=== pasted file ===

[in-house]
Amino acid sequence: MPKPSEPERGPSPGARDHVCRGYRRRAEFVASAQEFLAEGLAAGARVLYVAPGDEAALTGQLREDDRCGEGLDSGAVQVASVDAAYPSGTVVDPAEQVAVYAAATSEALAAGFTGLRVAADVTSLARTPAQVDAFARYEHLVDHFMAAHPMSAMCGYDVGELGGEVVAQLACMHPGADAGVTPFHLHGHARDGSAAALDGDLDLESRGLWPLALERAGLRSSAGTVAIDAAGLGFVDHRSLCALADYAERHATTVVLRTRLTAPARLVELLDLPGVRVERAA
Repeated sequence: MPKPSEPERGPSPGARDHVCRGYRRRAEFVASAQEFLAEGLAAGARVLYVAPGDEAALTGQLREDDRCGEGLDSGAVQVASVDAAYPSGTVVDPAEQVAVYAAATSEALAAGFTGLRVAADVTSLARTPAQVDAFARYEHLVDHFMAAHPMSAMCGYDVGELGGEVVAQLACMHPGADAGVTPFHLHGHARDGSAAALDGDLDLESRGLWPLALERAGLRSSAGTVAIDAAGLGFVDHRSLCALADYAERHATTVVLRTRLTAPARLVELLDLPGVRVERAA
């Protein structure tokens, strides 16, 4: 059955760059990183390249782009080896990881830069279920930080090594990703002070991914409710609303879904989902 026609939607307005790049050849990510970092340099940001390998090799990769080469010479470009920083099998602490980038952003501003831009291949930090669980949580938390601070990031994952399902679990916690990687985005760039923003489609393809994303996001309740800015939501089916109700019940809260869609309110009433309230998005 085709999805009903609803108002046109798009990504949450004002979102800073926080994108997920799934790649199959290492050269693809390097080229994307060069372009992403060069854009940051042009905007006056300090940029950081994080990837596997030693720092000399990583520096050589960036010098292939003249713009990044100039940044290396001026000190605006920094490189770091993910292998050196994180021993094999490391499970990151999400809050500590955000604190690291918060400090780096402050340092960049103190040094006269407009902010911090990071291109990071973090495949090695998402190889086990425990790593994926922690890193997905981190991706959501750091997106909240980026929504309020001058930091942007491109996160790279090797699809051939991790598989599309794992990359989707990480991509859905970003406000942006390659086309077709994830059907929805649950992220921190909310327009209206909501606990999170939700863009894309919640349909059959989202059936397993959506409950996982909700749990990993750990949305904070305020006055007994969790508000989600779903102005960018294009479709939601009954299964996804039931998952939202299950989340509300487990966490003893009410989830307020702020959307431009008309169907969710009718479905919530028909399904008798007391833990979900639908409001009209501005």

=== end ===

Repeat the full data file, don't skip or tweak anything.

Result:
[in-house]
Amino acid sequence: MPKPSEPERGPSPGARDHVCRGYRRRAEFVASAQEFLAEGLAAGARVLYVAPGDEAALTGQLREDDRCGEGLDSGAVQVASVDAAYPSGTVVDPAEQVAVYAAATSEALAAGFTGLRVAADVTSLARTPAQVDAFARYEHLVDHFMAAHPMSAMCGYDVGELGGEVVAQLACMHPGADAGVTPFHLHGHARDGSAAALDGDLDLESRGLWPLALERAGLRSSAGTVAIDAAGLGFVDHRSLCALADYAERHATTVVLRTRLTAPARLVELLDLPGVRVERAA
Repeated sequence: MPKPSEPERGPSPGARDHVCRGYRRRAEFVASAQEFLAEGLAAGARVLYVAPGDEAALTGQLREDDRCGEGLDSGAVQVASVDAAYPSGTVVDPAEQVAVYAAATSEALAAGFTGLRVAADVTSLARTPAQVDAFARYEHLVDHFMAAHPMSAMCGYDVGELGGEVVAQLACMHPGADAGVTPFHLHGHARDGSAAALDGDLDLESRGLWPLALERAGLRSSAGTVAIDAAGLGFVDHRSLCALADYAERHATTVVLRTRLTAPARLVELLDLPGVRVERAA
């Protein structure tokens, strides 16, 4: 059955760059990183390249782009080896990881830069279920930080090594990703002070991914409710609303879904989902 026609939607307005790049050849990510970092340099940001390998090799990769080469010479470009920083099998602490980038952003501003831009291949930090669980949580938390601070990031994952399902679990916690990687985005760039923003489609393809994303996001309740800015939501089916109700019940809260869609309110009433309230998005 085709999805009903609803108002046109798009990504949450004002979102800073926080994108997920799934790649199959290492050269693809390097080229994307060069372009992403060069854009940051042009905007006056300090940029950081994080990837596997030693720092000399990583520096050589960036010098292939003249713009990044100039940044290396001026000190605006920094490189770091993910292998050196994180021993094999490391499970990151999400809050500590955000604190690291918060400090780096402050340092960049103190040094006269407009902010911090990071291109990071973090495949090695998402190889086990425990790593994926922690890193997905981190991706959501750091997106909240980026929504309020001058930091942007491109996160790279090797699809051939991790598989599309794992990359989707990480991509859905970003406000942006390659086309077709994830059907929805649950992220921190909310327009209206909501606990999170939700863009894309919640349909059959989202059936397993959506409950996982909700749990990993750990949305904070305020006055007994969790508000989600779903102005960018294009479709939601009954299964996804039931998952939202299950989340509300487990966490003893009410989830307020702020959307431009008309169907969710009718479905919530028909399904008798007391833990979900639908409001009209501005």